|Subject: Trip to China and Mongolia|
Hi Mary and Jerry,
Thanks for your interesting report on the captioned trip. Have you considered writing a more-detailed travelogue? I know many Ziners would enjoy and appreciate it, including myself.
I traveled in China in '84, when I had relatives living in Guangzho. I had spent a week in Hong Kong before flying to Beijing. At that time, all travel in China was controlled by the Chinese Intourist Assn. I was with a small group, touring, for the first couple of weeks, and our trains were never met, our hotels in Beijing and Xian were changed from the new Great Wall and Golden Flower, respectively, and we had no recourse. When flying from Beijing to Xian, after a long day in the Beijing airport they took us by bus to a military airport and flew us on a Russian military jet to Xian, where no one knew we were coming. I even had a soldier stick his bayoneted rifle in my face for taking a picture of a quaintly-worded sign at the military airport, but I managed to keep my camera. The hot water was turned off at 10 pm in the Xian hotel (The Scarlet Bird), and I repaired the flushing mechanism of the toilet there with a large safety pin. Conditions provoked many a laugh session.
We had wonderful massages in our hotel rooms for almost nothing, and we greatly enjoyed walking into town (as in Guilin) after dinner (which featured roasted anteater) and mingling with the locals in the street and the department store. They were all out in force late at night (at least til midnight). I was quite an oddity being about a foot taller than most Chinese women and having white hair. I suppose for that reason, all the babies wanted to come to me to be held. It was a most wonderful experience.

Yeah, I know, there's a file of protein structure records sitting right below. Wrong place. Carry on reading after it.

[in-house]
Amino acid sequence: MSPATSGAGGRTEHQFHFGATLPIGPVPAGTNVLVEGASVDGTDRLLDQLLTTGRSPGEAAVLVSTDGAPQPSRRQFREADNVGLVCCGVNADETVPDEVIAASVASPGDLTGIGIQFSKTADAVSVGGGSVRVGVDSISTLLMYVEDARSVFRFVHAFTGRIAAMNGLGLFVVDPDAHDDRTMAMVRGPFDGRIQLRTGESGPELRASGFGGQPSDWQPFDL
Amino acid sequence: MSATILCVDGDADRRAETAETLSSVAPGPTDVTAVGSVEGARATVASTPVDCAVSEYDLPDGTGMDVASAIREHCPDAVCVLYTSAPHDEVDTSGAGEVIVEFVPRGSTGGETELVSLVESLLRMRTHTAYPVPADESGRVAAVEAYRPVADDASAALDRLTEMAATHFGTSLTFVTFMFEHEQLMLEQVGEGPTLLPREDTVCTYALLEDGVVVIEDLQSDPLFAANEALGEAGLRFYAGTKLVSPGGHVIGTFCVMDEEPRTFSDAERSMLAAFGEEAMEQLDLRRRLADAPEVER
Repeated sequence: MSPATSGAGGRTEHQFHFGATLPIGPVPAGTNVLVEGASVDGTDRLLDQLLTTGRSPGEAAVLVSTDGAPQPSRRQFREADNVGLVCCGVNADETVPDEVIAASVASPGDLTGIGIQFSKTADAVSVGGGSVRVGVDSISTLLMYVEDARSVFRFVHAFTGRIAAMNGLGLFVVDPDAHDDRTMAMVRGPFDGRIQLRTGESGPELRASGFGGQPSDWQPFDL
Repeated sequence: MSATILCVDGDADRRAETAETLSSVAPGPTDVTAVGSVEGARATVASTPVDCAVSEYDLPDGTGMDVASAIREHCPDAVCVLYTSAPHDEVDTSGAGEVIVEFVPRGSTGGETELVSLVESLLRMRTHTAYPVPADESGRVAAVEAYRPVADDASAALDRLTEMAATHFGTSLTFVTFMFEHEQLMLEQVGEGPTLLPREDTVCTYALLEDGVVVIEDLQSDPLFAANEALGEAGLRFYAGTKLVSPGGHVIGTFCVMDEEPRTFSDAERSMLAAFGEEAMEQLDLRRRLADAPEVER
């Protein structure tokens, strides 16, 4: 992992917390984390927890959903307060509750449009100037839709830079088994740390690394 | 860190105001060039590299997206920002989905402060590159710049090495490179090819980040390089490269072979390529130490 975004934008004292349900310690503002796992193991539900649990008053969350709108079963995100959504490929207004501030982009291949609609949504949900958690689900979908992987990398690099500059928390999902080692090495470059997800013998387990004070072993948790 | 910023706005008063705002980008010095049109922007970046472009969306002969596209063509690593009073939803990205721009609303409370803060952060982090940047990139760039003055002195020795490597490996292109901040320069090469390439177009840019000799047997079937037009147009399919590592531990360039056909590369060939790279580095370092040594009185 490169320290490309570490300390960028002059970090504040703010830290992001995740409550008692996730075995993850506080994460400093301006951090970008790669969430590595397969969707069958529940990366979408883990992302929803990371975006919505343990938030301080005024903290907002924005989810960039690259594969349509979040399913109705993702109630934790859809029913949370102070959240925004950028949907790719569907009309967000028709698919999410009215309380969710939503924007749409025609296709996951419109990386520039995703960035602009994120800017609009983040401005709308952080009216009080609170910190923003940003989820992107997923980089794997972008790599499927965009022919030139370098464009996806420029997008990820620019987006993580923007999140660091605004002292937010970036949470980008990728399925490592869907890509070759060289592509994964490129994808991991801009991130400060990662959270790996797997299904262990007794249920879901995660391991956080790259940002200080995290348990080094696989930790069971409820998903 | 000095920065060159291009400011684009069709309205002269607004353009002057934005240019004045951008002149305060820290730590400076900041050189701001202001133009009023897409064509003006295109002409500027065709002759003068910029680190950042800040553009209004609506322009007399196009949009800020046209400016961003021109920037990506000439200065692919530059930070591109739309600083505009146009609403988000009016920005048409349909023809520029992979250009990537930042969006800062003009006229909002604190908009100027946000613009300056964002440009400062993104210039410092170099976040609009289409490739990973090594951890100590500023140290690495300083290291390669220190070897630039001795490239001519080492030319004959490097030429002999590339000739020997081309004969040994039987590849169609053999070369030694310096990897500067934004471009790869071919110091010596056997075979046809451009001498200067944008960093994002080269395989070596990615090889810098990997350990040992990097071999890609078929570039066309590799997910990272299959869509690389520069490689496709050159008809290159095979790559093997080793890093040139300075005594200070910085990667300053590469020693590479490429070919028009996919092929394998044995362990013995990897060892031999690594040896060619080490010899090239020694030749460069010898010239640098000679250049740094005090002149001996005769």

At that time, we encountered few Chinese who spoke English, but we managed to communicate just fine. They were unaccustomed to seeing Americans then and, as a group, we were stared at mostly, but I found that as soon as you smiled at them, they warmed up quickly.
The sharp contrasts of how the masses lived and the elegance and fine restaurants of the large hotels in the cities were almost unbelievable. At the White Swan (Guangzho)there was a three-story waterfall in the main lobby and a beautiful garden, but there were police at every door to be sure the locals didn't come in unless they were employees.
With all the inconveniences, it was such a wonderful experience. How I would love to do it again and make comparisons to how much it must have changed.
Happy future travels, Lou Matthews Lakeway, TX